Archive | December, 2018

BREAKING: WALKOUT AT EURO CAR PARTS

BREAKING: WALKOUT AT EURO CAR PARTS

Sukhpal Singh Ahluwalia and Martin Gray have reportedly quit Euro Car Parts amid concerns that parent company LKQ is planning to axe hundreds of jobs. CFO Steve Horne has also reportedly left his post.

Sources close to CAT suggested that 400 jobs are to be axed. The news comes just days after LKQ announced the appointment of Ard Franz as COO of LKQ Europe.

In October we spoke to Mr. Ahluwalia and Mr. Gray about the future of the business, particularly now its main competitors are no longer local independent factor groups, but are other similar stock-market listed businesses with North American parent companies.

NASDAQ-listed LKQ’s share prices have dropped significantly compared with the previous period.

Gray, Ahluwalia and LKQ have been contacted for comment.

More on this breaking story as it develops

ECP’s 75th branch

 

 

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BREAKING: FMS SCUNTHORPE ACQUIRED BY AAG

BREAKING: FMS SCUNTHORPE ACQUIRED BY AAG

Scunthorpe-based FMS Autoparts is the latest company to join AAG UK as a wholly-owned subsidiary.

The single-branch factor can trace its roots back to 1987 when the company was founded as Frodingham Motor Spares.  A pivotal moment occurred in 2000 when the company moved to its present 10,000 sq ft site, which includes a large modern factor warehouse and a good size public accessory shop.

The company in its most recent form was incorporated in 2011 and owned and run by the Lally family.

As reported last month, the Alliance Automotive Group has made a number of significant acquisitions throughout 2018 including Motorcare Motor Factors, Lloyds Motor Spares and battery distributor Platinum International.

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IS AMMONIA THE NEXT DIESELGATE?

Mark Blinston, commercial director of BM Catalysts, examines the potentially harmful effects created by the use of SCR technology in modern day diesels

Talk of emissions is never far away as of late and it seems that the problem isn’t set to go away any time soon. From CO2, particulate matter and the infamous NOx, there is another potential emissions problem looming on the horizon in the form of ammonia pollution.

Whilst Euro emissions standards continue to tighten in response to the ongoing emissions crisis, with the current Euro 6 legislation being the strictest set to date, it is apparent that not everything is quite as it seems.

With tighter emissions requirements comes the need for new vehicles to incorporate technologies designed to combat these emissions. Technologies such as Selective Catalyst Reduction (SCR) are just one method used today on modern diesel vehicles that aim to help eliminate the harmful NOx gases they emit. However it seems that everything comes with its consequences. Despite the use of SCR technology being hailed as one of the greatest and most effective feats to date in helping to tackle the NOx crisis, it doesn’t come without flaws of its own.

SCR systems work by a process of a Diesel Exhaust Fluid (DEF) being injected into the exhaust system. As exhaust gases travel between the Diesel Particulate Filter and the SCR, the DEF (most commonly ‘AdBlue’) that has been added to the mix works by reacting with the base metal coating of the catalyst, converting harmful NOx gases into less harmful by-products, nitrogen and oxygen. The DEF used in this process is comprised of urea and deionised water, otherwise known as a less concentrated form of ammonia. Whilst DEF is a non-hazardous liquid, its gases, under the wrong circumstances, can be extremely harmful.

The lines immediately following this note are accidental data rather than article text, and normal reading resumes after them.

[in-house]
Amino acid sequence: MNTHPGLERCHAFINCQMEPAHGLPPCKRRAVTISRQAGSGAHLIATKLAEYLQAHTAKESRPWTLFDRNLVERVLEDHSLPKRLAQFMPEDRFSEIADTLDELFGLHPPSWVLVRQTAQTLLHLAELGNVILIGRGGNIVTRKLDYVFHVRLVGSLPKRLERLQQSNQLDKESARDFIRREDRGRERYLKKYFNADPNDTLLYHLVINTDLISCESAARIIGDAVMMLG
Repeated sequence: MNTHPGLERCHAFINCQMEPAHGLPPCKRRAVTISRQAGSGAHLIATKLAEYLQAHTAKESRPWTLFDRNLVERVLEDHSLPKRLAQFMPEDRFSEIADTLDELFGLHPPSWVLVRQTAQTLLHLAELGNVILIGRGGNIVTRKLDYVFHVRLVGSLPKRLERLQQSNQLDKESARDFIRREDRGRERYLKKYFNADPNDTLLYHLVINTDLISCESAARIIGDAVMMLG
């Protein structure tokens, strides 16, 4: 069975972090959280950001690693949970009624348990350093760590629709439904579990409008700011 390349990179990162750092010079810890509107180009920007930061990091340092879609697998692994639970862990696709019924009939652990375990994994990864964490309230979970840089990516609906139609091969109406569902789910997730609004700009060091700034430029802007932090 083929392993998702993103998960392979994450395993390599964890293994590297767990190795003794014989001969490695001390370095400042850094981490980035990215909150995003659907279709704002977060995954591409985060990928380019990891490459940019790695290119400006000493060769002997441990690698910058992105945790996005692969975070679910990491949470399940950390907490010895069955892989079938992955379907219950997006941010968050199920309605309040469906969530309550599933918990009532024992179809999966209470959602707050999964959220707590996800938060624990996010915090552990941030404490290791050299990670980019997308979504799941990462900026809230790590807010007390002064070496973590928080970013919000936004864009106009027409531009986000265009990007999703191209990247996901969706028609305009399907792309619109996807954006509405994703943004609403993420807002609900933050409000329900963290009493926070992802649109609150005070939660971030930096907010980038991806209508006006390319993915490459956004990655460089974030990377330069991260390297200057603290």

The function of SCR technology can only be fully utilised under appropriate conditions, such as the optimal operating temperature of around 350-450°C being achieved, by which it can help reduce NOx emissions by as much as 95%. However when placed in conditions such as built-up urban areas comprised of low speeds and heavy traffic, this isn’t always possible, which can lead to further complications aside from NOx pollution. It is possible that under such circumstances of low efficiency, the ammonia which is continually injected into the system may not be used entirely leading to what is known as ‘ammonia slip’. This is where excess ammonia exits the system and is expelled into the atmosphere, thus further adding to pollutant levels.

The rise of ammonia in the atmosphere has already seen an increase of 3.2 per cent between 2015 and 2016 according to UK Government figures, which also coincides with the implementation of the Euro 6 emissions standards. This indicates that, whilst the fight against NOx rages on, the increased use of the technologies required to help combat them, in this case SCR, may be posing further emissions concerns. As SCR technology continues to become the go-to choice in new diesel vehicles for its proven NOx reducing capabilities, it begs the question of what impact the rise in ammonia pollution is going to have on both us and the environment. It is clear that whilst positive changes such as the steadily declining atmospheric NOx levels are taking shape, there are other factors that also need to be taken into consideration before it’s too late.

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CAT AWARDS 2019: VOTING NOW CLOSED

CAT AWARDS 2019: VOTING NOW CLOSED

Voting is now closed for the 2019 CAT Awards.

 

 

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CASH BOOST FOR BLOODHOUND PROJECT

CASH BOOST FOR BLOODHOUND PROJECT

Record-breaking hopefuls The Bloodhound Team is delighted to announce the successful sale of the business and assets, which allow the project to continue.

It had seemed that the jet-powered car was destined never to turn a wheel after the project fell into administration in September, following numerous missed deadlines. 

The project has been bought by Yorkshire-based entrepreneur Ian Warhurst. A mechanical engineer by training and long term Bloodhound enthusiast, Warhurst has a strong background in managing highly successful businesses in the automotive engineering sector.  He will bring considerable expertise to bear in taking the project forward.

A statement on the website says: “The Team are thrilled that Ian has saved Bloodhound SSC SSC for the country.  Its the best possible Christmas present for the many supporters around the world who have been inspired by the project”.